Using Return on Investment to Advocate for YA Services

I had the pleasure of visiting the Wilton (NH) Public and Gregg Memorial Library this week to conduct a staff training on Gaming at the Library, followed by a gaming session for teens. While setting up Rock Band, I noticed a display board propped in the window that was titled “Return on Investment.”

Director Carol Roberts told me it was prompted by the New Hampshire State Library, but they made the idea their own, and the Board really appreciated this concrete breakdown. For example, the Return on Investment (ROI) states that the cost of renting a computer for an hour at Kinko’s is $12; the library hosted 3500 hours of computer use at a value of $42,000. All of the values were totaled and the figure compared to the actual operating costs of the library.

In 2008, the Wilton Public and Gregg Memorial Library provided a return on investment of 306%. This data was archived online in multiple formats, as well as displayed in the library and pictured in this post.

ROI

Some libraries lump YA services stats are lumped in with Children’s Services; at other libraries, YA is lumped in with adult services. One way to be a YA advocate is to start asked that these figures be clearly distinguished. In 2006, Nanci Milone Hill championed this cause and talked with other YA librarians in Massachusetts to lobby for separate statistics on the Annual Report Information Survey (ARIS), part of the an annual, voluntary State Aid to Public Libraries program. The result? Beginning with FY ’09, The Institute of Museum and Library Services asked participating libraries to provide the number of Young Adult Programs and Young Adult Program Attendance at libraries across Massachusetts.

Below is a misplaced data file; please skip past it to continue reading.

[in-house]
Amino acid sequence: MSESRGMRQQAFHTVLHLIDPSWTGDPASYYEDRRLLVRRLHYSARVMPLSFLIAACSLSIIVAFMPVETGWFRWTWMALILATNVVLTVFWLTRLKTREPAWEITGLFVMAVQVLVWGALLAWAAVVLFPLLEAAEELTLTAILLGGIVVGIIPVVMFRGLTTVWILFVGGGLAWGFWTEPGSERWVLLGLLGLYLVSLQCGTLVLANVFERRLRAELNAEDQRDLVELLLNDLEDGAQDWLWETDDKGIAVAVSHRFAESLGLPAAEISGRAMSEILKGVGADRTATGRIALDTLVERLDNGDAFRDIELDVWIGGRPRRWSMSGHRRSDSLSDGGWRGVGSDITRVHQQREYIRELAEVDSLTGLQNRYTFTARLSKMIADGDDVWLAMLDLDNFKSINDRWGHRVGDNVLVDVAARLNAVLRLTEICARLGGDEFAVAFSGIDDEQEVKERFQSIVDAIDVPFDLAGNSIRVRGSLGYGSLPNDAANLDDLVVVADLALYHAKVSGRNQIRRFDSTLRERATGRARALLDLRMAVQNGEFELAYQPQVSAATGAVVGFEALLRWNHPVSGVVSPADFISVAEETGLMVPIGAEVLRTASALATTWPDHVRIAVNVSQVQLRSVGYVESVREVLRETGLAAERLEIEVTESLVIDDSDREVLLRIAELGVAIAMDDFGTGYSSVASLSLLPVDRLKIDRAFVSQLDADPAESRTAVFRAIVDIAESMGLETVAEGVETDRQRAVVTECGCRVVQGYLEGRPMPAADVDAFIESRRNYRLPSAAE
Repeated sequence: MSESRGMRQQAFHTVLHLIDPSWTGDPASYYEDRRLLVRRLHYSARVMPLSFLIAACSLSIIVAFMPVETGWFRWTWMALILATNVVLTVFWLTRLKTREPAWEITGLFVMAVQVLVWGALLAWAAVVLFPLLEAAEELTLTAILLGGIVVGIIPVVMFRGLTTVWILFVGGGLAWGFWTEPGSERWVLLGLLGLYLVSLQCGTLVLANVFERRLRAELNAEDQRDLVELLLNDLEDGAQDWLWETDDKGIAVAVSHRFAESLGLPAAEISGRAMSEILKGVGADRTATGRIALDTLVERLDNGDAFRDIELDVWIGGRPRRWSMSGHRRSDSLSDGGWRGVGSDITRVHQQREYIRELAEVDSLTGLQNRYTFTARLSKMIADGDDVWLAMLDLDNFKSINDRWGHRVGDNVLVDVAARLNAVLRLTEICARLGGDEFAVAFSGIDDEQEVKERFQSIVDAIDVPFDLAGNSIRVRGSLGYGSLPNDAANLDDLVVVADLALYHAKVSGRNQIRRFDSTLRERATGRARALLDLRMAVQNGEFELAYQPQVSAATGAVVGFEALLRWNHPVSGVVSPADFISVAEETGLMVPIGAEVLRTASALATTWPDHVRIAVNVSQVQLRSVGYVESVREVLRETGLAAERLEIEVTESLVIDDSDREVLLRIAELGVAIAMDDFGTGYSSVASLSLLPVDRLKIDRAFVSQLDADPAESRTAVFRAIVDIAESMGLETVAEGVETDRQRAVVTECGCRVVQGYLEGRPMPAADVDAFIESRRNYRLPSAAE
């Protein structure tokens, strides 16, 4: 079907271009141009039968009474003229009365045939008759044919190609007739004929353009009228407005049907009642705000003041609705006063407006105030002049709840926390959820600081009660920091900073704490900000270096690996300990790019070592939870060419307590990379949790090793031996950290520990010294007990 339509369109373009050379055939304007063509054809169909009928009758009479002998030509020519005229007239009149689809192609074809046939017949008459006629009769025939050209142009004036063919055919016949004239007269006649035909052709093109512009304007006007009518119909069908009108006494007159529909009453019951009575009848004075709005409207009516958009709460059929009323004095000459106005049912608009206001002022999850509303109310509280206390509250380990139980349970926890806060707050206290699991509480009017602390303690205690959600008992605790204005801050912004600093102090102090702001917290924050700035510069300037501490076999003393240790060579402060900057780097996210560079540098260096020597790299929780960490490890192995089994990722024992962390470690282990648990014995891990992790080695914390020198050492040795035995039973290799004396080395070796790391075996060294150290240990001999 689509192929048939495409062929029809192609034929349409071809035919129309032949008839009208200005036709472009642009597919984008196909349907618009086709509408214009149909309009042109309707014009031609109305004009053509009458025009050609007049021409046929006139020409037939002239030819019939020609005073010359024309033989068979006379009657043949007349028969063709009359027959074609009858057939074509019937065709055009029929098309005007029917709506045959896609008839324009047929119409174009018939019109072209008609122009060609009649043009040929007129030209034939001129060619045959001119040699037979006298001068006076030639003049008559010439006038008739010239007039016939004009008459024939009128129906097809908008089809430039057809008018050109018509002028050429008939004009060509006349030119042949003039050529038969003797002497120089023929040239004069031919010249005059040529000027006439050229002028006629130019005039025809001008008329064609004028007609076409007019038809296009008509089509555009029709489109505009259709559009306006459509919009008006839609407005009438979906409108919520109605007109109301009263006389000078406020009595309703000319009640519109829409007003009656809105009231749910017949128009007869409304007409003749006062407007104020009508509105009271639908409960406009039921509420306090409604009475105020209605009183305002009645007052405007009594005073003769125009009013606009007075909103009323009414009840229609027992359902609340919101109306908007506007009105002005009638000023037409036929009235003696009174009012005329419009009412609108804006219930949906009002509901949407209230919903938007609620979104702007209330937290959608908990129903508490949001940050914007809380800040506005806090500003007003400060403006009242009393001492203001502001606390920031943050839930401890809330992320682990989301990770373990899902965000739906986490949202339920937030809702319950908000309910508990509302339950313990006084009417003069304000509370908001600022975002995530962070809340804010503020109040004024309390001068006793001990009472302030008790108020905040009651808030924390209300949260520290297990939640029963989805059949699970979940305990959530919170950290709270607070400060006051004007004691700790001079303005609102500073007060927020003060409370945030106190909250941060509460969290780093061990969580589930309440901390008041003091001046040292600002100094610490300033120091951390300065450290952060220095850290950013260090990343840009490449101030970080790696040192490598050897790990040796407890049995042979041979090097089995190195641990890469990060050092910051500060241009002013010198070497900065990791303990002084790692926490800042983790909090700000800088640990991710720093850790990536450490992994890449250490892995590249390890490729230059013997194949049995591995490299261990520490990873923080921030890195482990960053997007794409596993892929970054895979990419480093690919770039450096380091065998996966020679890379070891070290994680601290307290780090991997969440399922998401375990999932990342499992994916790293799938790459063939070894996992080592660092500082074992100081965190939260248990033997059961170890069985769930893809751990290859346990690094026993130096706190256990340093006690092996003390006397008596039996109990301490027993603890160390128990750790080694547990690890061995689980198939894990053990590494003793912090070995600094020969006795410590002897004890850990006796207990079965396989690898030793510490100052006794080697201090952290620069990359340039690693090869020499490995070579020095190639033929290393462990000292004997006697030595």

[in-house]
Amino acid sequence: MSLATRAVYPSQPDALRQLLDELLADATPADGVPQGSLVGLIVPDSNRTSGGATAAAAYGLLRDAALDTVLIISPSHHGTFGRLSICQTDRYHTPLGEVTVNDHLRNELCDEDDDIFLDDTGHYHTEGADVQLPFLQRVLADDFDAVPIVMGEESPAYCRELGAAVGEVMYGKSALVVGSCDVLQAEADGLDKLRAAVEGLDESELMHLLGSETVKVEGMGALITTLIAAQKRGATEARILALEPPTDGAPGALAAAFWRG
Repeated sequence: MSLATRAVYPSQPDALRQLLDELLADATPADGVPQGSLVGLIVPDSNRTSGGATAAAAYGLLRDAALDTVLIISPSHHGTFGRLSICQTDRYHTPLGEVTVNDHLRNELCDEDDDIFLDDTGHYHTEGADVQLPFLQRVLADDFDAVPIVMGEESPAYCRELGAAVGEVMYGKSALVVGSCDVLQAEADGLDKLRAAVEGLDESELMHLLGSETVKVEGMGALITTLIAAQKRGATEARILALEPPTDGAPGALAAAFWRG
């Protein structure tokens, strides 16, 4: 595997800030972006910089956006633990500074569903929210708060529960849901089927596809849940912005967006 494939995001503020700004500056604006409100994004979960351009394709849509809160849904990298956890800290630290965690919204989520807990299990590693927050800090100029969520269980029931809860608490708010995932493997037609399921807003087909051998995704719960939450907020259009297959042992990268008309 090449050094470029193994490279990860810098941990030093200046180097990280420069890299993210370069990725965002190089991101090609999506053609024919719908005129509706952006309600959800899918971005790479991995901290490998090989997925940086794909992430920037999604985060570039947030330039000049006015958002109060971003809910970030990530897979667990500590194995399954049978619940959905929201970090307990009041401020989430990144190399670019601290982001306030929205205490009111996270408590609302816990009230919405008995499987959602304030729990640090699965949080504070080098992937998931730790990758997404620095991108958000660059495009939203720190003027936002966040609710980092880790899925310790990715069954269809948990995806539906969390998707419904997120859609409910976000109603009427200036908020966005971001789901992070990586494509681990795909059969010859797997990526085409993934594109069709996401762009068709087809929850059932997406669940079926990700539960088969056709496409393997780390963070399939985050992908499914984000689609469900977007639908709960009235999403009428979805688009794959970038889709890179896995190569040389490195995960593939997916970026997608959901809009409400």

If your library doesn’t already do a value of service exercise as part of the annual report, you could write one for YA services, and pass it along to your supervisor or director to share with the Friends or the Board. We often say that teen services generate a lot of bang for your buck (Youth Services programs tend to cost $1-$2 a head, while programs for adult cost $10); creating an ROI report is a way to demonstrate it.

Tools
The Orange County Library System in Florida has developed an ROI Calculator that allows you to put in local values to determine the Value of Your Library Services; the Massachusetts Library Association has a Value of Service Calculator, too. Give one a spin; it’s possible that if you are able to demonstrate to your key stakeholders just how little YA services actually costs, you can successful advocate for more resources.

This entry was posted in Advocacy by Beth Gallaway. Bookmark the permalink.

About Beth Gallaway

Beth Gallaway was named a Library Journal Mover & Shaker in 2006 for her work in advocating for videogames in libraries. She is an independent library trainer/consultant specializing in gaming, technology, and youth services, and is a YALSA certified Serving the Underserved (SUS) trainer.

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